#Human Rights
Government of Yemen, Government of Saudi Arab, U.S. Government

Houthis or in general Zaidi Shias form about 40 to 45% of the Yemen population. They are a majority in the Northern Yemen province of Sa'ada, bordering with Saudi Arabia. Since 2004, the Yemeni government has launched 5 military campaigns against them. The most recent ongoing assault, (the sixth one), “Operation Scorched Earth” by the Yemeni government started in August 2009.

“Scorched earth” policy according to Wikipedia is “A military strategy which involves destroying anything that might be useful for the enemy while advancing through or withdrawing from an area. Its modern usage includes the destruction of infrastructure such as shelters, transportation, communications and industrial resources. This practice may be carried out in enemy territory or its own home territory”. Similar tactic was used by Israeli Armed Forces on Gaza, when its military destroyed vast portions of Gaza.

The Saudi Arabian Armed Forces also joined the offensive against the Northern Yemen in November 2009, accusing Houthis of attacking one of the Saudi check points near the border. The Houthis deny the allegations by stating that they cannot afford to provoke another army. Saudis have since been attacking them by missiles but also using unconventional chemical weapons such as phosphorus bombs which are banned under the Geneva Convention.

This conflict has resulted in numerous civilian casualties and has displaced thousands of people. The laws of war require the parties in an armed conflict to take all feasible precautions to spare the civilian population and their properties. Aid agencies have been trying to get permission to reach and help all civilians in need of assistance. But security problems and restrictive Yemeni government policies have prevented the agencies from doing so. To make matters worse, Riyadh continues to forcibly return Yemenis who have fled to Saudi Arabia, according to press TV sources.


The Zaidi Shias are a majority in Sa'ada province, have faced many years of repression at the hands of Yemeni government who is trying to impose Wahabi Beliefs on them. This province is one of the poorest in Yemen, which is already facing many economic challenges.

Houthis lost their Zaidi Imamate rule in 1962 in Sa'ada province. In 2004, one of the Zaidi leaders Hussein Badreddin Al-Houthi was killed by the Yemeni Government. The Houthis leader who was against theYemeni government ties with US, was accused of fighting for Shia rights and organizing anti-US protests.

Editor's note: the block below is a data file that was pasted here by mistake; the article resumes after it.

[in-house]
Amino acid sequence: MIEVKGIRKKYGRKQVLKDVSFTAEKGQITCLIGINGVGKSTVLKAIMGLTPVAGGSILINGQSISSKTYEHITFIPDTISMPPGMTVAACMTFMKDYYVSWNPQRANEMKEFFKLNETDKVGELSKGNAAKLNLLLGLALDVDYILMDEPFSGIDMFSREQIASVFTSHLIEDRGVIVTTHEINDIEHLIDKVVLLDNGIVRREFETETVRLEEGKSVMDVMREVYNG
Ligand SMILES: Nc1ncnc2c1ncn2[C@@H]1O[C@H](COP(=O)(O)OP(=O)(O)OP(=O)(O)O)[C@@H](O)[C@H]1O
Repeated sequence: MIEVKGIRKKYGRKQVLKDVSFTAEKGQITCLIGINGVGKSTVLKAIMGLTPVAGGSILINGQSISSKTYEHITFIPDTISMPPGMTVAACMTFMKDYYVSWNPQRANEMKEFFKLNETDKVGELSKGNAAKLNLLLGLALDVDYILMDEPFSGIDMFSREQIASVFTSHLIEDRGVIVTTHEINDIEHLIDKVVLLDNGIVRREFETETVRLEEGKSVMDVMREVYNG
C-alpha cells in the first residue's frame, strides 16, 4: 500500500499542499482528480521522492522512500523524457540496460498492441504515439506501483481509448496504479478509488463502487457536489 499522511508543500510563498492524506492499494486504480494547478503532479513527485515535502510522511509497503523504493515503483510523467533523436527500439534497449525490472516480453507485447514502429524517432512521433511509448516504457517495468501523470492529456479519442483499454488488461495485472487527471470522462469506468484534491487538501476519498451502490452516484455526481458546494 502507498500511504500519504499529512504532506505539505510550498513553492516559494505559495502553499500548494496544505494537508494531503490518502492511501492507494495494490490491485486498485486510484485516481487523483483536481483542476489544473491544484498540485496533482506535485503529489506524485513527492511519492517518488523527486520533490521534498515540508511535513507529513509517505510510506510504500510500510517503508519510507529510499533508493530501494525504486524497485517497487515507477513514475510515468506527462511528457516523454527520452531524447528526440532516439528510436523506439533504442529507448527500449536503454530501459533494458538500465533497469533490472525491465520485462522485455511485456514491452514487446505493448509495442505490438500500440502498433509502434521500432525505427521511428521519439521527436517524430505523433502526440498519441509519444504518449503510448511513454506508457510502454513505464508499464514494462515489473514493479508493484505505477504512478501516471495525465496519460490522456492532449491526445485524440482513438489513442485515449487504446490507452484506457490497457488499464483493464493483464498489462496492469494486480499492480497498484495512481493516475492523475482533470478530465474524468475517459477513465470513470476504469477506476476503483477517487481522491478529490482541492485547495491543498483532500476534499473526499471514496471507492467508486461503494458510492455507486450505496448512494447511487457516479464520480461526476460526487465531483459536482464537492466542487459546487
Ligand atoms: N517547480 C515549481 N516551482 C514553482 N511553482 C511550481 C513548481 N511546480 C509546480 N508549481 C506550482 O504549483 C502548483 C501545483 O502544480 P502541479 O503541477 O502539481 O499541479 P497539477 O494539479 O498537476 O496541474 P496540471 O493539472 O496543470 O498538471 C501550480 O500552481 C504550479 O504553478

Since 2004 there have been intermittent assaults on the Houthis by the Yemeni Military. In August 2009 the government accused the Houthis of violating a ceasefire by taking foreigners hostage earlier in the year. Yemeni Government used these allegations as a premise for launching this recent war. While the government claims that it is targeting Houthi positions, the Houthi fighters argue that the forces led by Sana'a are engaging in the indiscriminate slaughter of civilians.

There are no clear estimates available about the casualties in the province of Sa'ada since 2004 or in the recent wave of violence as Yemen Government prevents the presence of independent news agencies in the area. According to UN estimates, however, during the past five years, up to 175,000 people have been forced to leave their homes in Sa'ada to take refuge in overcrowded camps set up by the international body. The two governments have also blocked the shipment of humanitarian aid into the under-siege territory.

It is now up to the international community to make concerted efforts to defuse the situation and prevent the further loss of innocent Yemenis in a conflict that seems to have no end in sight. There is a great need for all voices of conscience to rise to the occasion and raise awareness about this humanitarian crisis.

• We the undersigned, demand that the government of Sa'ana and Saudi Arabia to immediately stop the civilian massacre in Northern Yemen.

• We condemn strongly the use of the prohibited weapons of flesh destroying phosphorus bombs.

• We demand strongly that the Yemeni government must allow humanitarian aid to enter the war zone and the refugee camps which have more than 150,000 refugees, half of which are children, who are suffering from malnutrition and other illnesses.

• We demand that all those who are committing this grave human rights violation be brought to justice.

• We urge the United Nations to take measures to stop this humanitarian crisis.

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The Stop the Humanitarian Catastrophe in Yemen petition to Government of Yemen, Government of Saudi Arab, U.S. Government was written by me and is in the category Human Rights at GoPetition.